Revolutionaries, Nursery Rhymes, and Edison Wax Cylinders: The Remarkable Tale o

September 20, 4:00pm - 5:30pm
Mānoa Campus, Moore Hall 319 (Tokioka Room) Add to Calendar

On July 24, 1896, three young Korean men in Washington, D.C., were recorded on Edison wax cylinders by American ethnologist Alice Cunningham Fletcher as they sang traditional songs from their home country.

These recordings, now stored in the Library of Congress, predate the next known recordings of Korean music, made in Japan, by eleven years. The recordings are part of the fascinating story of early Korea-U.S. relations in the turbulent late nineteenth century.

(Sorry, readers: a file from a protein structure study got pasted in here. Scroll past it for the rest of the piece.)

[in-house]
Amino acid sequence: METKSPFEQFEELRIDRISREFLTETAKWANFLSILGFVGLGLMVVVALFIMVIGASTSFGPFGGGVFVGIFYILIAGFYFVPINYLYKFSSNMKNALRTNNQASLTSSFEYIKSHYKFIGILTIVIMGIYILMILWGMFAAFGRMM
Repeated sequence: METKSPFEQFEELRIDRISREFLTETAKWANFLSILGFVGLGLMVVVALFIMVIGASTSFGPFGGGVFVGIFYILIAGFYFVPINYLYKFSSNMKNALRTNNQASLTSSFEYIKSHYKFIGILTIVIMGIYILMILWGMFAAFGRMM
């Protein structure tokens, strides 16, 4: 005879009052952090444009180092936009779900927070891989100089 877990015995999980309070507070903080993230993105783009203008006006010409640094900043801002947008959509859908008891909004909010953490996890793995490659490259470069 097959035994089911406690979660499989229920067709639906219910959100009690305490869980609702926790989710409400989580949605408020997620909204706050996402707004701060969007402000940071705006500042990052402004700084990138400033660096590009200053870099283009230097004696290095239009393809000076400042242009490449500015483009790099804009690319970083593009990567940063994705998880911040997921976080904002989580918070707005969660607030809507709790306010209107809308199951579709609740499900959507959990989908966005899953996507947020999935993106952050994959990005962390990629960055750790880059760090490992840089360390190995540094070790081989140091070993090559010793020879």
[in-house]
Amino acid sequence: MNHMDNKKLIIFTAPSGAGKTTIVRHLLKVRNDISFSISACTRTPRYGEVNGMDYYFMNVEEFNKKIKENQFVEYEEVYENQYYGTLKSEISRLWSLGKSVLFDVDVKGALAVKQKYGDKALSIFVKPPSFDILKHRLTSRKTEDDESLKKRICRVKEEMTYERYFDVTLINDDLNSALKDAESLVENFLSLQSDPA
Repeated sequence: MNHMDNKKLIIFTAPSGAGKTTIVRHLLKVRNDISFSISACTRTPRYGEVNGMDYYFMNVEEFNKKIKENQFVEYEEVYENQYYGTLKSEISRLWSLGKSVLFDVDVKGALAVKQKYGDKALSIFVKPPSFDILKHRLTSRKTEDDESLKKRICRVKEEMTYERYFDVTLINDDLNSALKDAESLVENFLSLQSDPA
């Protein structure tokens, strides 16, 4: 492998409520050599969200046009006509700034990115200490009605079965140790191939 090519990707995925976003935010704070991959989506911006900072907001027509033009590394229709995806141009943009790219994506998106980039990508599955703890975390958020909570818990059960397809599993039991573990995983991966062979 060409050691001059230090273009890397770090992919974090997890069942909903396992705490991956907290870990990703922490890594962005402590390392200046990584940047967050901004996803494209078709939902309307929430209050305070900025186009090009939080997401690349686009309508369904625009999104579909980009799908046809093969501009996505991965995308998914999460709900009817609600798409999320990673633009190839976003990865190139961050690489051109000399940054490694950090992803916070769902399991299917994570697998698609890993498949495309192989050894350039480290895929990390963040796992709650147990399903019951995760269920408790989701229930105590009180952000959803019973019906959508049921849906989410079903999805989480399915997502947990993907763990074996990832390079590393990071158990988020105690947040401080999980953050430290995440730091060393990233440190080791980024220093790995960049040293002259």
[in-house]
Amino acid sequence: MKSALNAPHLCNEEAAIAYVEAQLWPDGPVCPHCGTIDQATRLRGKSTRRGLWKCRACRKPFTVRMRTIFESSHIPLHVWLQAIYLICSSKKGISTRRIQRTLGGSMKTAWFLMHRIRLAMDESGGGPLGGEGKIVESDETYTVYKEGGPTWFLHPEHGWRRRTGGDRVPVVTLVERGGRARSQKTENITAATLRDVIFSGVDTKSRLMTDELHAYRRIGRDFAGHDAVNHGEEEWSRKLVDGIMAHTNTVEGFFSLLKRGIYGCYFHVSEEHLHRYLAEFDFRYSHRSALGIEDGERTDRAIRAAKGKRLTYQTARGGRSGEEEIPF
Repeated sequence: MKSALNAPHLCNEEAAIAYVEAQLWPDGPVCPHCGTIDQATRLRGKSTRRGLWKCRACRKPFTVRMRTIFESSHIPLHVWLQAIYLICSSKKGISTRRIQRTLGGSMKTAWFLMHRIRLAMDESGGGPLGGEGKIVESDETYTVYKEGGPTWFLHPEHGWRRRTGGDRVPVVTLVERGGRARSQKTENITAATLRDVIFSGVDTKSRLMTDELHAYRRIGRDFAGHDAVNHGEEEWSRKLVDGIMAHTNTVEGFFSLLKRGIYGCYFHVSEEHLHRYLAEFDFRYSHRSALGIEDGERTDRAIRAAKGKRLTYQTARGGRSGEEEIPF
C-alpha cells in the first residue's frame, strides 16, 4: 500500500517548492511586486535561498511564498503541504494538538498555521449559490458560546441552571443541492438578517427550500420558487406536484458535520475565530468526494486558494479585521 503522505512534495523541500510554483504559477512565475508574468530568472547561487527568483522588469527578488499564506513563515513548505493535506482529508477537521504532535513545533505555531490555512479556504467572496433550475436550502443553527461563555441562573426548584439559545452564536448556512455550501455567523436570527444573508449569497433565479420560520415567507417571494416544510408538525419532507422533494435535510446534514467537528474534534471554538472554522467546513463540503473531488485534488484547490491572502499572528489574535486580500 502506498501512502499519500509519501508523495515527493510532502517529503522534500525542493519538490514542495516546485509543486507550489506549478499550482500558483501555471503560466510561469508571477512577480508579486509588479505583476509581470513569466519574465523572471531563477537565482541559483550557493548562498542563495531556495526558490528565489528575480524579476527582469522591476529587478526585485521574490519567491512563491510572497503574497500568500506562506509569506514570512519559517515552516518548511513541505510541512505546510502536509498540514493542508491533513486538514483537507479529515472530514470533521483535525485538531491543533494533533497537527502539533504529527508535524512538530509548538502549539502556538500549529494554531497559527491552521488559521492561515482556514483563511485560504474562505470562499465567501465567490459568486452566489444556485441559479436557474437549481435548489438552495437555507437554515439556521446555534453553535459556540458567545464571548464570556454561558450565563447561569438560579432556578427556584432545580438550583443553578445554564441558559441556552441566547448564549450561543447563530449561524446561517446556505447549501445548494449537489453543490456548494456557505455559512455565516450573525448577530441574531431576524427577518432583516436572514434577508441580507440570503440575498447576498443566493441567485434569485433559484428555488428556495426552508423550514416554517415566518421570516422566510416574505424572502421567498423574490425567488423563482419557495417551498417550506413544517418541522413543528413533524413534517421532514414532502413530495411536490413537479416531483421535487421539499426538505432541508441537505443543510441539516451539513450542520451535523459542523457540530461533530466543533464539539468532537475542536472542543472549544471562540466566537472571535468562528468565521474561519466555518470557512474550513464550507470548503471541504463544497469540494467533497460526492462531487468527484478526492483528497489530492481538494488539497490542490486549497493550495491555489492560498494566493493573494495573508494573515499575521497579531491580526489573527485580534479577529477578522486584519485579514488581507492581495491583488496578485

This lecture by University of Maryland professor Robert C. Provine, illustrated with images and audio excerpts, explores the historical circumstances and musical significance of these early recordings, and it touches on a remarkable cast of characters. Among them were Korean revolutionaries from the unsuccessful coup d’état of 1884, a pioneer of American ethnomusicology, a group of Korean musicians sent to the World Columbian Exposition of 1893 in Chicago, collections of Korean musical instruments at U.S. museums, and the first Korean graduate of an American college.

Event Sponsor
Center for Korean Studies, Mānoa Campus

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Merclyn Labuguen, 956-7041,,

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